Eat With Your Head

The global food chain in your backyard
August 12, 2008, 1:19 pm
Filed under: Uncategorized

This Sunday I experienced firsthand the absurdities of the global food system, all within walking distance from my home. First I went to my neighborhood (Takoma Park)’s farmer’s market, which is celebrated in the DC area, and it’s easy to see why. Among the vegetables I saw the first time in my life were green and white eggplant and hot peppers of assorted colors and sizes. There was even okra, which I plan on using this week to make one of my favorite Gujarati dishes. I’ll share the recipe upon consultation with my mom.

Obviously though, farmer’s markets aren’t cheap. One bulb of garlic cost $1.50, for example. I later crossed into Langley Park, a neighborhood heavily populated by immigrants.

I encountered my food dilemna at a Bangladeshi grocery in the area. It was selling a pack of 5 garlic bulbs for 99 cents. I would have had to spend $7.50 to get that much garlic at the farmer’s market. Not only were they selling more garlic for less money, but consider where the garlic came from. Location unknown – it could possibly have been local, but it also could have come in from California. It seems to me that just the fact alone that that we don’t know where the garlic is originally from should add to the price of the garlic.

I know a common rationale for this price discrepancy would be that farmer’s markets is a niche service for rich people to socialize and feel good about themselves. While I can’t deny that’s true, the fact is that we all used to shop like that. They’re throwbacks to a simpler way of producing and selling food.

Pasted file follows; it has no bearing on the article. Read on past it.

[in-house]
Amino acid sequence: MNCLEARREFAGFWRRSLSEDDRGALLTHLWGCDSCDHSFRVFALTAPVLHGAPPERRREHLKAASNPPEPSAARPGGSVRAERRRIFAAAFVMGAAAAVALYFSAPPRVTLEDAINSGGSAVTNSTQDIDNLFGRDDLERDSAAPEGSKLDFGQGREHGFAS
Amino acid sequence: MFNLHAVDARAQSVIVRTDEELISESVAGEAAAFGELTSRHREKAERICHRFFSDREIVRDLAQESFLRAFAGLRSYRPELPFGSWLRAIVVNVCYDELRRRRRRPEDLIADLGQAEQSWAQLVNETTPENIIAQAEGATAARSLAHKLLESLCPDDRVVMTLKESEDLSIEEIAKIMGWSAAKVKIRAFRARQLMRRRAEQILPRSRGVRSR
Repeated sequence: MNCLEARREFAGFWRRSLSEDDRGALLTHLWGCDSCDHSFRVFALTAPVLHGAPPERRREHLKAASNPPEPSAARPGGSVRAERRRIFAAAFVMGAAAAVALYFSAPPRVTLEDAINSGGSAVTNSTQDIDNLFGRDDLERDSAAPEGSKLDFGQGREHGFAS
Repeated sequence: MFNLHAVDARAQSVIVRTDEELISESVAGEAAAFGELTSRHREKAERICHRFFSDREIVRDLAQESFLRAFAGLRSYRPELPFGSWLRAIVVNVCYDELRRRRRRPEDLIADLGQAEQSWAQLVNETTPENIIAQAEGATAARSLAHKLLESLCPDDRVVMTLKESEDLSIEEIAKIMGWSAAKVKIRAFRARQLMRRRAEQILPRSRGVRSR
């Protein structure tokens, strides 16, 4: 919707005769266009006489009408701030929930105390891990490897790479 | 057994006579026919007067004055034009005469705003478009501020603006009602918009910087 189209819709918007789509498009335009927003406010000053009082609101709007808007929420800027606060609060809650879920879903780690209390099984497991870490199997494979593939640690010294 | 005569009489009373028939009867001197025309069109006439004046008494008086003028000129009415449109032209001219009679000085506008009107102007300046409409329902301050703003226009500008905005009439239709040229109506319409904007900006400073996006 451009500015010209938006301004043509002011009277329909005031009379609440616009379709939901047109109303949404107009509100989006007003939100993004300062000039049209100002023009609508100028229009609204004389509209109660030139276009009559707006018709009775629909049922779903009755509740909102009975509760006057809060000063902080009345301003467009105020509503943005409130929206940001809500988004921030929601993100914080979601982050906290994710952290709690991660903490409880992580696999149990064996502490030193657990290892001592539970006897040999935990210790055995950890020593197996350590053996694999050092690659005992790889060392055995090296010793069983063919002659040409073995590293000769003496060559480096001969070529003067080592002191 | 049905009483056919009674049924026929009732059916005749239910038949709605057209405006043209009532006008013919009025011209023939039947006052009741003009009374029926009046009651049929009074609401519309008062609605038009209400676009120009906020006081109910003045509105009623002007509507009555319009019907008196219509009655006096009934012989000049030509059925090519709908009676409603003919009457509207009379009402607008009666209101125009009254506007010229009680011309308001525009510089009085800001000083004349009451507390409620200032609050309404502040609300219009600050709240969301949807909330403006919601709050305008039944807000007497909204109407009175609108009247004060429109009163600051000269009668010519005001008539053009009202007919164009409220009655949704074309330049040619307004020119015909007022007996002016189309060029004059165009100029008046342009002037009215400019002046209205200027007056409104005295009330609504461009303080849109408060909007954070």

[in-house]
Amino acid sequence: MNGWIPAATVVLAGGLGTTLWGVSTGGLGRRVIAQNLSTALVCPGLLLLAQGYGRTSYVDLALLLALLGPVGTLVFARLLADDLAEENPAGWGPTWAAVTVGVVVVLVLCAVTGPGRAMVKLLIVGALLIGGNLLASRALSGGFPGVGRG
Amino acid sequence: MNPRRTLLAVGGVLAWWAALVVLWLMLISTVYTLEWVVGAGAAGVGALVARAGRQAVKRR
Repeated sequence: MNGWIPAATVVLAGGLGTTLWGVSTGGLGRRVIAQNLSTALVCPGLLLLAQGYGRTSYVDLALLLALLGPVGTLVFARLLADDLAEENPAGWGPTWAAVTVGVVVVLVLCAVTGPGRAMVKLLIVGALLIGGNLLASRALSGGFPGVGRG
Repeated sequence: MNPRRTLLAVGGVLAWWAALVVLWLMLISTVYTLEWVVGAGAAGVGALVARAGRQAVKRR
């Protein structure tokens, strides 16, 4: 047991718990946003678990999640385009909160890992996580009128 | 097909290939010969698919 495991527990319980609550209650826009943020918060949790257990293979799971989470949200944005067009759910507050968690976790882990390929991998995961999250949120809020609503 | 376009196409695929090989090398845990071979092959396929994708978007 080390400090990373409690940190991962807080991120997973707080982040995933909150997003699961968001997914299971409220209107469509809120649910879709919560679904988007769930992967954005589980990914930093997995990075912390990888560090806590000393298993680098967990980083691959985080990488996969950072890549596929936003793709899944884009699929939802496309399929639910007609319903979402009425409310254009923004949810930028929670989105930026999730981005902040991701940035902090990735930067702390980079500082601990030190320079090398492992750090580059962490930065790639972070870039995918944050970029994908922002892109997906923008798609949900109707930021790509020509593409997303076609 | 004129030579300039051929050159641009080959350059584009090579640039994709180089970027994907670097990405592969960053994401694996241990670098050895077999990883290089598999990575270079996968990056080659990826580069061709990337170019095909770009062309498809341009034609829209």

Hopefully, though, we will reach a point where local farmers do not have to charge five times as much for garlic.

2 Comments so far
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In response to:
“I know a common rationale for this price discrepancy would be that farmer’s markets is a niche service for rich people to socialize and feel good about themselves.”

Additional rationale for the price discrepancy is economies of scale: the 5 bulbs for 99 cents are likely from a factory farm whereas the local farmer needs to charge $1.50 per bulb since he/she is producing far less but still has certain fixed costs. Plus the cost of production is likely to be less at a factory farm employing lower wage workers.

Comment by Pavan

It is VERY likely that the packet of garlic is not coming from the US at all but actually from China!!!! A greater percentage than any of us would care to know about of this product comes from China. Buy it from your neighbor, because like it r not, that is much closer to the actual cost of production. peace

Comment by Tricia

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